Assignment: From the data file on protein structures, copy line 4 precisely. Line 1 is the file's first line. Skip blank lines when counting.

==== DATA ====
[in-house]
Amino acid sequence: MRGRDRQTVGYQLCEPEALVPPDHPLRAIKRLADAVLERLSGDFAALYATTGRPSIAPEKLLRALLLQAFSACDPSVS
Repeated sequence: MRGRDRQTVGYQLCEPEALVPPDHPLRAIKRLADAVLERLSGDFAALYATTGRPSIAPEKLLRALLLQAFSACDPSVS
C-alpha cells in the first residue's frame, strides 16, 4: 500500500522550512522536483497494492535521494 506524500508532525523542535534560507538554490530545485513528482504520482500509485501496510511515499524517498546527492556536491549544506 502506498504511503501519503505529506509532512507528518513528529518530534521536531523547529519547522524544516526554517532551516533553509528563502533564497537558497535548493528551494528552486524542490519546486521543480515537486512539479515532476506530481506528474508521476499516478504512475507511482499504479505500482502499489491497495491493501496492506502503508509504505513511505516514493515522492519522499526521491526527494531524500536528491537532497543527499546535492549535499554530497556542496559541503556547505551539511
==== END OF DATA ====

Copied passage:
C-alpha cells in the first residue's frame, strides 16, 4: 500500500522550512522536483497494492535521494 506524500508532525523542535534560507538554490530545485513528482504520482500509485501496510511515499524517498546527492556536491549544506 502506498504511503501519503505529506509532512507528518513528529518530534521536531523547529519547522524544516526554517532551516533553509528563502533564497537558497535548493528551494528552486524542490519546486521543480515537486512539479515532476506530481506528474508521476499516478504512475507511482499504479505500482502499489491497495491493501496492506502503508509504505513511505516514493515522492519522499526521491526527494531524500536528491537532497543527499546535492549535499554530497556542496559541503556547505551539511